"Attacking-wise, defensive-wise, maybe shooting as well... he went over all the stuff that I can get better on," McKennie recalls. "Maybe [also] one-on-one defending. When turning, I'll sometimes maybe stiffen my hips [making it harder] to turn a 180 degree so.... He's helped out a lot. He's easy to talk to."
McKennie's gratitude and admiration for Tedesco's hands-on approach goes a long way to explain why the manager is still in the job following a series of fairly disastrous results. The dressing room is still with him, despite only one win in seven games in all competitions, and mostly turgid performances. But one more defeat could spell the end for him.
In Christian Heidel, he's lost a key ally; the club's sporting director stepped down on Saturday. Heidel's successor, Jochen Schneider, won't have any qualms pulling the trigger if there are no signs of improvement against promoted club Fortuna Dusseldorf, who have gone from virtual no-hopers in the autumn to a midtable side, better positioned than 14th-placed Schalke, who are much more powerful financially. Runners-up last season, they'd be close to going down if it hadn't been for a bunch of sides doing even worse.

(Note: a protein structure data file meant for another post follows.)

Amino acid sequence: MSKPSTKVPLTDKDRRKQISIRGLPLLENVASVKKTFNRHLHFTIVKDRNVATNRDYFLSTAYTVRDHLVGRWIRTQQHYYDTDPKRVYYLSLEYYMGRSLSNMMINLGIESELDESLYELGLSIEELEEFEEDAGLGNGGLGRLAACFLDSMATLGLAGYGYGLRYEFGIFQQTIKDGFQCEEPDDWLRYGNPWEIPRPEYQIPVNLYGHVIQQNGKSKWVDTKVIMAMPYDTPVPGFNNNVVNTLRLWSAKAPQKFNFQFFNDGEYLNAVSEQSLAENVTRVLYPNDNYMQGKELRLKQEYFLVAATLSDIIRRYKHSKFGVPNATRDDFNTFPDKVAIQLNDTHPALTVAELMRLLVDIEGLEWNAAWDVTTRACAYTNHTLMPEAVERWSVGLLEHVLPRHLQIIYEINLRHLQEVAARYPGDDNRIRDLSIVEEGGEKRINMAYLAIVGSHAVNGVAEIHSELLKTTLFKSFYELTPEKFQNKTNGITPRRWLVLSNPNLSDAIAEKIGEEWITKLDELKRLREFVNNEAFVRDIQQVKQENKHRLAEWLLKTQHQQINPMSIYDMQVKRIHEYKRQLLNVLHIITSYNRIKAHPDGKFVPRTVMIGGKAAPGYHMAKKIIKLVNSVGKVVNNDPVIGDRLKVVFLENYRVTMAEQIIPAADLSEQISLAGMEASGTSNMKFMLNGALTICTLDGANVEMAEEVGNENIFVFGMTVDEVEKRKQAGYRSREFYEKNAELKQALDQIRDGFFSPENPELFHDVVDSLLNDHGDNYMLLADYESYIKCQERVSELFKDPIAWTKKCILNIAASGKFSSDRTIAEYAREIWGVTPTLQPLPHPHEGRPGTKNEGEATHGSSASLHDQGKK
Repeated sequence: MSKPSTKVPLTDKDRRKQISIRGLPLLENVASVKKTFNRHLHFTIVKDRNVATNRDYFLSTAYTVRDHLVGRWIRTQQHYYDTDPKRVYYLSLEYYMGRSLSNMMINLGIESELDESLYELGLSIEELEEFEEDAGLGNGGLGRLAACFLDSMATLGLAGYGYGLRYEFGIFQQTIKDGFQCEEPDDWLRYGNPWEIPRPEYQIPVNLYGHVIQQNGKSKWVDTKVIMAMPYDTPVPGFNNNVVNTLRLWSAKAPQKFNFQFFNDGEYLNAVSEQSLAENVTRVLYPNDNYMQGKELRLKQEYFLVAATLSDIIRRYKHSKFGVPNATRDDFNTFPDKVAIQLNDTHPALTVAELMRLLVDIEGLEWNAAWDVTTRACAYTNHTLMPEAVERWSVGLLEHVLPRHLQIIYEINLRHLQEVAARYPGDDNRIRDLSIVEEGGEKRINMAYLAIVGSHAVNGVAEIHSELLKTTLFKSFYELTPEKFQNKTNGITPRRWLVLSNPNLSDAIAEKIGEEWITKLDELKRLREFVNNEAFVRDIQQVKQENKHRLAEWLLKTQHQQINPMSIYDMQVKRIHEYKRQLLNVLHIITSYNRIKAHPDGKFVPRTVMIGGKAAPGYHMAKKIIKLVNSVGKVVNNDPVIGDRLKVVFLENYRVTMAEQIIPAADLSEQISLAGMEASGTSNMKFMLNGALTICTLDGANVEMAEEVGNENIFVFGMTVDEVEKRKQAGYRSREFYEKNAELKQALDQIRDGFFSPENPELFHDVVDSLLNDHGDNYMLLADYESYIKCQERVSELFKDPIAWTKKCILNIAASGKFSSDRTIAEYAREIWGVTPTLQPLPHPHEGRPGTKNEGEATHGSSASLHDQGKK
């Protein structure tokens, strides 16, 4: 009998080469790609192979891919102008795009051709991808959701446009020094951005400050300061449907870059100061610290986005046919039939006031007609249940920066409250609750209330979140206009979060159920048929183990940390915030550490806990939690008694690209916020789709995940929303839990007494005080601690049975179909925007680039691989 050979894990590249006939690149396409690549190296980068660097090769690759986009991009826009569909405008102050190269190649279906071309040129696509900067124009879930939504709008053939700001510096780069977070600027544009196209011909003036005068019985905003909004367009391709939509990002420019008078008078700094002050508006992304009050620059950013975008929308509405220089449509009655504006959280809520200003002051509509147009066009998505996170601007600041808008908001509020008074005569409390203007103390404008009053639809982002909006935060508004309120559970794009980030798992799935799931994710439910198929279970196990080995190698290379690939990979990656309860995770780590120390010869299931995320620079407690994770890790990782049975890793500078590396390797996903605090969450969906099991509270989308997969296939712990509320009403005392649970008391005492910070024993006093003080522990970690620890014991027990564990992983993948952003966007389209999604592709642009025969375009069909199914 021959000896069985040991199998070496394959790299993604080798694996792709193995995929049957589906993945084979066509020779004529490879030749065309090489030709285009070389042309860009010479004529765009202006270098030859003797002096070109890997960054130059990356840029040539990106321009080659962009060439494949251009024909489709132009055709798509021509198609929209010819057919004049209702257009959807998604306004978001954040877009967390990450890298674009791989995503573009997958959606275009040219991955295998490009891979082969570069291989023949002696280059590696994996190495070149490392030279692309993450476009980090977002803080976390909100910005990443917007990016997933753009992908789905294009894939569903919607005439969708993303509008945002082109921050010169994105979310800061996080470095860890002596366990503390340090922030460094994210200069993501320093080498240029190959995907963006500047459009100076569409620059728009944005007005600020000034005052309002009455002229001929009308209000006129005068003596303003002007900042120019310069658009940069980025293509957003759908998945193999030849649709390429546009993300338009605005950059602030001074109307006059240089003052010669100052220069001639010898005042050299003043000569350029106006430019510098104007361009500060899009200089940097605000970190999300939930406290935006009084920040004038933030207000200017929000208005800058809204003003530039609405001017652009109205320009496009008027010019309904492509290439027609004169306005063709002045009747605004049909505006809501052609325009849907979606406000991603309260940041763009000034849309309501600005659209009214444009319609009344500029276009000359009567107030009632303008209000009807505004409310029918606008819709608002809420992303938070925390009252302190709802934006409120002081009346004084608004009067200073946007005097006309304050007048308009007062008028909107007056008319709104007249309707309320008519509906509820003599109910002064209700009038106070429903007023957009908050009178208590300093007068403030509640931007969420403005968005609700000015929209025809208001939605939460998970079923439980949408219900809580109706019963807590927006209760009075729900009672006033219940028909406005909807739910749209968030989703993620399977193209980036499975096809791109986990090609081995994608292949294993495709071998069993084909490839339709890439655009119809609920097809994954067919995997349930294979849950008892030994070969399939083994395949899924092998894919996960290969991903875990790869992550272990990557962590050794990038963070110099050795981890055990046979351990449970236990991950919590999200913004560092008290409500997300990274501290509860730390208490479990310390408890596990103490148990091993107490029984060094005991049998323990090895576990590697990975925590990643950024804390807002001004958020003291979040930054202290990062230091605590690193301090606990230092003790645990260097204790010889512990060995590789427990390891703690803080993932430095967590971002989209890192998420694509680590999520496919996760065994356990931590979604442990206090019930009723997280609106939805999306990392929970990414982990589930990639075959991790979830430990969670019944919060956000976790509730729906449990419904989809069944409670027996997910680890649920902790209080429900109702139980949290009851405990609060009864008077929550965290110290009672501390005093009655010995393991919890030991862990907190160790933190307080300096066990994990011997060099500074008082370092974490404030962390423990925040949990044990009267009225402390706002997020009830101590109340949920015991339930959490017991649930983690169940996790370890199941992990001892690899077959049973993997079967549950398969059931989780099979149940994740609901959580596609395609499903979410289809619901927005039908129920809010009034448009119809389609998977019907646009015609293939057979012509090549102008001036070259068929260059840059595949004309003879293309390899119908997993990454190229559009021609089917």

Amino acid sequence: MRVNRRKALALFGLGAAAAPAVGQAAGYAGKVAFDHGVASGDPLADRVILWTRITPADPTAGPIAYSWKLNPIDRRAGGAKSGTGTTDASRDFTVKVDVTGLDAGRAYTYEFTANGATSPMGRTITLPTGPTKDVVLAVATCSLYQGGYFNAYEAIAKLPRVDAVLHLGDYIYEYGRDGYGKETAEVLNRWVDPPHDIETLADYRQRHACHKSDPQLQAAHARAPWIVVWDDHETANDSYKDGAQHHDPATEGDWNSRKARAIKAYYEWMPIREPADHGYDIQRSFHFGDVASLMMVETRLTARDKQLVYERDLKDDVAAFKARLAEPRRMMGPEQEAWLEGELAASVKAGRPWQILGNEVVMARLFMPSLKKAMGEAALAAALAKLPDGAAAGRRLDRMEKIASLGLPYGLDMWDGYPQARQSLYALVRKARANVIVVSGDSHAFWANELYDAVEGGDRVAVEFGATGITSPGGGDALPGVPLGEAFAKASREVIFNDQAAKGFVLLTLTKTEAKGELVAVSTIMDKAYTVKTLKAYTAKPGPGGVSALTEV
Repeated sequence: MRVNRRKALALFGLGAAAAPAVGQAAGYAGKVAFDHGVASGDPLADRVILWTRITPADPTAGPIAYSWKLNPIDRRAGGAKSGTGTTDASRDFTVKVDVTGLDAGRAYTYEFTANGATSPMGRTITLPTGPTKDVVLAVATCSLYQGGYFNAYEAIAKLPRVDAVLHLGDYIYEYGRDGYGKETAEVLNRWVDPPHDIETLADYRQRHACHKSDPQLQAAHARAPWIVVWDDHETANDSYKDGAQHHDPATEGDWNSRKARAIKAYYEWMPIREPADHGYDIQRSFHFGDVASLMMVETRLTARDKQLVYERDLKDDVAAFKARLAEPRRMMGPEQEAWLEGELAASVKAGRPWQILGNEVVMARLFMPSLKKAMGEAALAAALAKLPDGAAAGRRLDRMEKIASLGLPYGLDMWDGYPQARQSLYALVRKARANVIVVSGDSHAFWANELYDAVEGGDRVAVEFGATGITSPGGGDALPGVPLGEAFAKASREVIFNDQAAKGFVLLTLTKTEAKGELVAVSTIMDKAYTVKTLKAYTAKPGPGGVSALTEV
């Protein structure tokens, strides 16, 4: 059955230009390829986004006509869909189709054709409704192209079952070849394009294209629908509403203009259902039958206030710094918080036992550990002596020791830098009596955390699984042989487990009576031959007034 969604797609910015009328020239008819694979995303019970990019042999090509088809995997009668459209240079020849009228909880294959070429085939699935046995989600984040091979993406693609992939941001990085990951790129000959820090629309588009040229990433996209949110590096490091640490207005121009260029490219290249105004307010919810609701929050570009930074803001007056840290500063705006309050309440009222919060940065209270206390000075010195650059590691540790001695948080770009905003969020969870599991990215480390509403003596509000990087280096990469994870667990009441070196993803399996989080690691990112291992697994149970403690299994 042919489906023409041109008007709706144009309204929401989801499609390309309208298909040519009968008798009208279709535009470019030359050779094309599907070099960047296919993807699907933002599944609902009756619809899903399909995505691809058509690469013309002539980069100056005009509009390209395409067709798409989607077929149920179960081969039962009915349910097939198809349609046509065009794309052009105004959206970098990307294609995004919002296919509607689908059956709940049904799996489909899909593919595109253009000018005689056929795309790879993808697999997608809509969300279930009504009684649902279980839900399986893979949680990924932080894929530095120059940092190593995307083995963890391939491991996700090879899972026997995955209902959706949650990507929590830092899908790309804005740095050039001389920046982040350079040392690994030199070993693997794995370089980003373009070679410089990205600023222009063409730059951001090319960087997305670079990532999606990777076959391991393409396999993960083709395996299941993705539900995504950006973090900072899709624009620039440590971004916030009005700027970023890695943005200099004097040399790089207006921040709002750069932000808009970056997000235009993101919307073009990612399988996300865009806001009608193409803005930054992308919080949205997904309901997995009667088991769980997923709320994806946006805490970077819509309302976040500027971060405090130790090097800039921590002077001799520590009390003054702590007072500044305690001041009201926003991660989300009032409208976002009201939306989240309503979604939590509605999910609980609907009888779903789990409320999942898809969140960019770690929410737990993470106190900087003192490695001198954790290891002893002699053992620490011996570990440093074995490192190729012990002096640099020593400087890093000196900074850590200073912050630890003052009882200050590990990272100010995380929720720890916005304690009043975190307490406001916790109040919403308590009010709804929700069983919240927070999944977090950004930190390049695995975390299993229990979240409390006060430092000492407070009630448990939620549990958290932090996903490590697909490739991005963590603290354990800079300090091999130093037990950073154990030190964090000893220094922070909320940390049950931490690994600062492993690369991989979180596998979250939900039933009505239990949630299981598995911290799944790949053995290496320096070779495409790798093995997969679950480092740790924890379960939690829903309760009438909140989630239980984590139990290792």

McKennie blames a lack of "effectiveness" for their poor run -- 25 goals scored in 23 games is not nearly enough. Whether he can help his teammates and coach in this hour of need is doubtful. He felt his hamstring tighten against Manchester City last week, but it was the Champions League, and it was City. He played on for 80 minutes in the 3-2 defeat, aggravating his tired muscle further. Now, he's having intensive one-on-one treatment instead of team practice and he's just run up and down the flights of stairs in the hallway of his apartment eight times to see how his legs respond before meeting ESPN at the Veltins-Arena.
The worst-case scenario, he says, would be a repeat of the upsetting scenes in Mainz, when the entire Schalke team were stood in front of the away section, forced to listen to the raw anger of the most hardcore fans.